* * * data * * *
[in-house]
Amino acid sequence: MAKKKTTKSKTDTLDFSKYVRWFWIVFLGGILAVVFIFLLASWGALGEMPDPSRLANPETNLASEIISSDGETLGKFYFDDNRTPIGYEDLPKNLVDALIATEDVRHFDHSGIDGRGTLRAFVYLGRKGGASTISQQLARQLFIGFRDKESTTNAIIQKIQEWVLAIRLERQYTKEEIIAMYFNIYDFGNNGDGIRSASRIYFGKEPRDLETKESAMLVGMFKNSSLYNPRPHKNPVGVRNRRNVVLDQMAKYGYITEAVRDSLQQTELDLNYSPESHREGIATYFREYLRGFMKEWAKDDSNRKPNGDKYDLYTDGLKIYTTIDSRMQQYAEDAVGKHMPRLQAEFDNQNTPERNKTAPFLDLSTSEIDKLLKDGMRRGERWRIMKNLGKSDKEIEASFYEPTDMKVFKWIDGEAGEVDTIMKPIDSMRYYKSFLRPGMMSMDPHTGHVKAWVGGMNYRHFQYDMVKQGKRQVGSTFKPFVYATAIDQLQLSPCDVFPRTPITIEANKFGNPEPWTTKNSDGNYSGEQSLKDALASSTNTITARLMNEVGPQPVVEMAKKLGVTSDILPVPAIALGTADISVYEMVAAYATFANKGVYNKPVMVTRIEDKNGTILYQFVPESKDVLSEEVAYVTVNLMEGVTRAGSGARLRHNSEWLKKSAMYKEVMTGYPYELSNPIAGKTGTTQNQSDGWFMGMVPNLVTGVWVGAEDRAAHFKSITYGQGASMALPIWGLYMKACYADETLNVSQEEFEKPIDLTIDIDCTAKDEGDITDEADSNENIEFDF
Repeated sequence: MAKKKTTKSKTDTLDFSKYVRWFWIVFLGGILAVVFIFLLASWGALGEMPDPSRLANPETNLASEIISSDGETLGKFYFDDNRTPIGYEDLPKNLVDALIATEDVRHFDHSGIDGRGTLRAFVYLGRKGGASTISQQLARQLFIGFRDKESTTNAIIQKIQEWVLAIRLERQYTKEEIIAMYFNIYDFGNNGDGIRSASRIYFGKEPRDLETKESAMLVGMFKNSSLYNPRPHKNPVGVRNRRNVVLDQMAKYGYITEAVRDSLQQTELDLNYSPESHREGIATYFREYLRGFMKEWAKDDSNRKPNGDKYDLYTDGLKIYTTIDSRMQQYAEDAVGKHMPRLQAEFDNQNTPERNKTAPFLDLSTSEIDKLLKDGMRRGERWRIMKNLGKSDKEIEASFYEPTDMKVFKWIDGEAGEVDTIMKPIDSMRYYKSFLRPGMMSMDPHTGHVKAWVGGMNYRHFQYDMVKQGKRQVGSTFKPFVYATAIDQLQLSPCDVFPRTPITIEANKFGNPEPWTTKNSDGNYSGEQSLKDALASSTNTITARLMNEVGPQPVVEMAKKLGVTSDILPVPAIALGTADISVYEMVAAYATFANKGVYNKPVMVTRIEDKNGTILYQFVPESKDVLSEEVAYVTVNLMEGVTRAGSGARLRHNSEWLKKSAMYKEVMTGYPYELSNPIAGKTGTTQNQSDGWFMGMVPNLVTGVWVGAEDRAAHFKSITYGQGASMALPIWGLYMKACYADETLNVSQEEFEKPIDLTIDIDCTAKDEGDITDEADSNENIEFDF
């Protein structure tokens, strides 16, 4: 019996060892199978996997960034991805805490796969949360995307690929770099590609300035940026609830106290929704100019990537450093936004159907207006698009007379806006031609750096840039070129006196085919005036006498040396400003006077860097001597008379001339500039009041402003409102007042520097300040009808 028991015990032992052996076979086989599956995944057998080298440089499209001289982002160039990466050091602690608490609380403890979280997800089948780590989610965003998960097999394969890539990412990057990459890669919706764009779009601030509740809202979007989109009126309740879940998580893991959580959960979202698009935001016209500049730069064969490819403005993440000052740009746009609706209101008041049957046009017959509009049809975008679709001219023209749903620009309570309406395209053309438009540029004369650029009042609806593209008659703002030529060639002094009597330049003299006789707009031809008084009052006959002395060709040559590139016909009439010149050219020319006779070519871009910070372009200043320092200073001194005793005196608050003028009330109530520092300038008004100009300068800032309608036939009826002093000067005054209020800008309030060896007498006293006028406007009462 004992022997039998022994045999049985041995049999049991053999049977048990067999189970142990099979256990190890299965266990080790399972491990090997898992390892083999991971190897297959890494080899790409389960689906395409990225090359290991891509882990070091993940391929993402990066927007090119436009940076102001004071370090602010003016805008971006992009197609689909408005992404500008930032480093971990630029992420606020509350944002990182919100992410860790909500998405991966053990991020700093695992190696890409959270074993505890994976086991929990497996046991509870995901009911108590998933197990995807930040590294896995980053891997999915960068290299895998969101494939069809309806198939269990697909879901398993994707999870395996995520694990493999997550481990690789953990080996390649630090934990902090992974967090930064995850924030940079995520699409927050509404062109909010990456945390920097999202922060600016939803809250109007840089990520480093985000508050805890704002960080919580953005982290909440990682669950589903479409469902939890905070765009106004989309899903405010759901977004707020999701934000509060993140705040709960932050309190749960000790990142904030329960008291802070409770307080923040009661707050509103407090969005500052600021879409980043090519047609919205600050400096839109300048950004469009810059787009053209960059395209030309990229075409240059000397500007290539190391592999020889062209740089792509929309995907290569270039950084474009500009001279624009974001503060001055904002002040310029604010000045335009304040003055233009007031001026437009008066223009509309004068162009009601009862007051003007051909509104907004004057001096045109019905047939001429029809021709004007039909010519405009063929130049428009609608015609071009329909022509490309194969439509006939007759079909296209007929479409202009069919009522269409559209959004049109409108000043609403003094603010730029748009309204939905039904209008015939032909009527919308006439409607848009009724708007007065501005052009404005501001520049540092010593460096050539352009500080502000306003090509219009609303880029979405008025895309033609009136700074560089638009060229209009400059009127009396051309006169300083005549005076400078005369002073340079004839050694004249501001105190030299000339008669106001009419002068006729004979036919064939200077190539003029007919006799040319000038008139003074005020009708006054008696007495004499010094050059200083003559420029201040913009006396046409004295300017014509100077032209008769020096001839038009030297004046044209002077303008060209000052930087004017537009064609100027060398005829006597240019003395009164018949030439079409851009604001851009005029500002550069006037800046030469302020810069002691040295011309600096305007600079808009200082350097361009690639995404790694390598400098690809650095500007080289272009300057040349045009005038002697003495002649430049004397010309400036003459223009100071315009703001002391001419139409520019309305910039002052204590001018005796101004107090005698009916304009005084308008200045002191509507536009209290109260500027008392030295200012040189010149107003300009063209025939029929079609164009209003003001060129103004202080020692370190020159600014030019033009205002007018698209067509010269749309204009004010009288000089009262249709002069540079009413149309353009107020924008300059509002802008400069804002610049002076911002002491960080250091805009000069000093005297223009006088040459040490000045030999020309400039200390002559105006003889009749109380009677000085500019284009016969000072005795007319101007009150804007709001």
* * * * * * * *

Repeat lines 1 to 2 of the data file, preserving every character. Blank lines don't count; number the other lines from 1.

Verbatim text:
[in-house]
Amino acid sequence: MAKKKTTKSKTDTLDFSKYVRWFWIVFLGGILAVVFIFLLASWGALGEMPDPSRLANPETNLASEIISSDGETLGKFYFDDNRTPIGYEDLPKNLVDALIATEDVRHFDHSGIDGRGTLRAFVYLGRKGGASTISQQLARQLFIGFRDKESTTNAIIQKIQEWVLAIRLERQYTKEEIIAMYFNIYDFGNNGDGIRSASRIYFGKEPRDLETKESAMLVGMFKNSSLYNPRPHKNPVGVRNRRNVVLDQMAKYGYITEAVRDSLQQTELDLNYSPESHREGIATYFREYLRGFMKEWAKDDSNRKPNGDKYDLYTDGLKIYTTIDSRMQQYAEDAVGKHMPRLQAEFDNQNTPERNKTAPFLDLSTSEIDKLLKDGMRRGERWRIMKNLGKSDKEIEASFYEPTDMKVFKWIDGEAGEVDTIMKPIDSMRYYKSFLRPGMMSMDPHTGHVKAWVGGMNYRHFQYDMVKQGKRQVGSTFKPFVYATAIDQLQLSPCDVFPRTPITIEANKFGNPEPWTTKNSDGNYSGEQSLKDALASSTNTITARLMNEVGPQPVVEMAKKLGVTSDILPVPAIALGTADISVYEMVAAYATFANKGVYNKPVMVTRIEDKNGTILYQFVPESKDVLSEEVAYVTVNLMEGVTRAGSGARLRHNSEWLKKSAMYKEVMTGYPYELSNPIAGKTGTTQNQSDGWFMGMVPNLVTGVWVGAEDRAAHFKSITYGQGASMALPIWGLYMKACYADETLNVSQEEFEKPIDLTIDIDCTAKDEGDITDEADSNENIEFDF